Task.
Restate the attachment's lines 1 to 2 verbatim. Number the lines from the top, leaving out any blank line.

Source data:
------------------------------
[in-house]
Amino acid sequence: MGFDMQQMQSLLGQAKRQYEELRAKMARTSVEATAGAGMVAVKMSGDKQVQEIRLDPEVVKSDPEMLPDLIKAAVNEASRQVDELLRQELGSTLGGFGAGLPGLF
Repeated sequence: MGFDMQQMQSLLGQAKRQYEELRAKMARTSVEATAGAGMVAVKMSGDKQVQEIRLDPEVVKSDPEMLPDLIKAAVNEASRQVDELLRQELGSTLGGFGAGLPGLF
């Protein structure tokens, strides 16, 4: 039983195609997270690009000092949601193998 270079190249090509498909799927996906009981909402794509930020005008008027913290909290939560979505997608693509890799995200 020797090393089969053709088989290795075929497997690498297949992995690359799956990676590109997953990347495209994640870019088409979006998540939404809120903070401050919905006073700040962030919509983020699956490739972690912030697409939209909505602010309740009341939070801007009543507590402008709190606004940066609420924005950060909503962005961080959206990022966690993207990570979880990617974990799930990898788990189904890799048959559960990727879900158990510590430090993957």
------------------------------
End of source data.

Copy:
[in-house]
Amino acid sequence: MGFDMQQMQSLLGQAKRQYEELRAKMARTSVEATAGAGMVAVKMSGDKQVQEIRLDPEVVKSDPEMLPDLIKAAVNEASRQVDELLRQELGSTLGGFGAGLPGLF